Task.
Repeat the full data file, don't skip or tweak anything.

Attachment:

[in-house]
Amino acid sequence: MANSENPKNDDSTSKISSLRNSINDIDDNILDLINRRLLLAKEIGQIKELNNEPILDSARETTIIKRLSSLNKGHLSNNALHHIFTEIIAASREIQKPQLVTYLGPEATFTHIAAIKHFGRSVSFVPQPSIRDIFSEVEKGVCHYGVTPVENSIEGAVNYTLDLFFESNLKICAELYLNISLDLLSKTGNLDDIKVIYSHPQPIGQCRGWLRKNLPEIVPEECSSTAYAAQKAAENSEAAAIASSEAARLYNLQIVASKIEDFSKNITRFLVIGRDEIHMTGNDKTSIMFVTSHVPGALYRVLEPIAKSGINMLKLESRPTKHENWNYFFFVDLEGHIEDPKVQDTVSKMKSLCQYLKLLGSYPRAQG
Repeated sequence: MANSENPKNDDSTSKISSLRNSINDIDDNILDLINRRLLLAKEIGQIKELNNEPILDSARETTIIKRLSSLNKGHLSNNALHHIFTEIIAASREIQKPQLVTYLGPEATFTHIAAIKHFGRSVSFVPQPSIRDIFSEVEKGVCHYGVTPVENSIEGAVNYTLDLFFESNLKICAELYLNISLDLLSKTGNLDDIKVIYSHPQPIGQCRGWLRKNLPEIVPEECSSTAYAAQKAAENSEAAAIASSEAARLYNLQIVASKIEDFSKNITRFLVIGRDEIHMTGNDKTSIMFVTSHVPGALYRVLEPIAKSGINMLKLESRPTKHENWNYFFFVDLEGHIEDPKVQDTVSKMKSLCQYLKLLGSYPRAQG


[in-house]
Amino acid sequence: MANSENPKNDDSTSKISSLRNSINDIDDNILDLINRRLLLAKEIGQIKELNNEPILDSARETTIIKRLSSLNKGHLSNNALHHIFTEIIAASREIQKPQLVTYLGPEATFTHIAAIKHFGRSVSFVPQPSIRDIFSEVEKGVCHYGVTPVENSIEGAVNYTLDLFFESNLKICAELYLNISLDLLSKTGNLDDIKVIYSHPQPIGQCRGWLRKNLPEIVPEECSSTAYAAQKAAENSEAAAIASSEAARLYNLQIVASKIEDFSKNITRFLVIGRDEIHMTGNDKTSIMFVTSHVPGALYRVLEPIAKSGINMLKLESRPTKHENWNYFFFVDLEGHIEDPKVQDTVSKMKSLCQYLKLLGSYPRAQG
Repeated sequence: MANSENPKNDDSTSKISSLRNSINDIDDNILDLINRRLLLAKEIGQIKELNNEPILDSARETTIIKRLSSLNKGHLSNNALHHIFTEIIAASREIQKPQLVTYLGPEATFTHIAAIKHFGRSVSFVPQPSIRDIFSEVEKGVCHYGVTPVENSIEGAVNYTLDLFFESNLKICAELYLNISLDLLSKTGNLDDIKVIYSHPQPIGQCRGWLRKNLPEIVPEECSSTAYAAQKAAENSEAAAIASSEAARLYNLQIVASKIEDFSKNITRFLVIGRDEIHMTGNDKTSIMFVTSHVPGALYRVLEPIAKSGINMLKLESRPTKHENWNYFFFVDLEGHIEDPKVQDTVSKMKSLCQYLKLLGSYPRAQG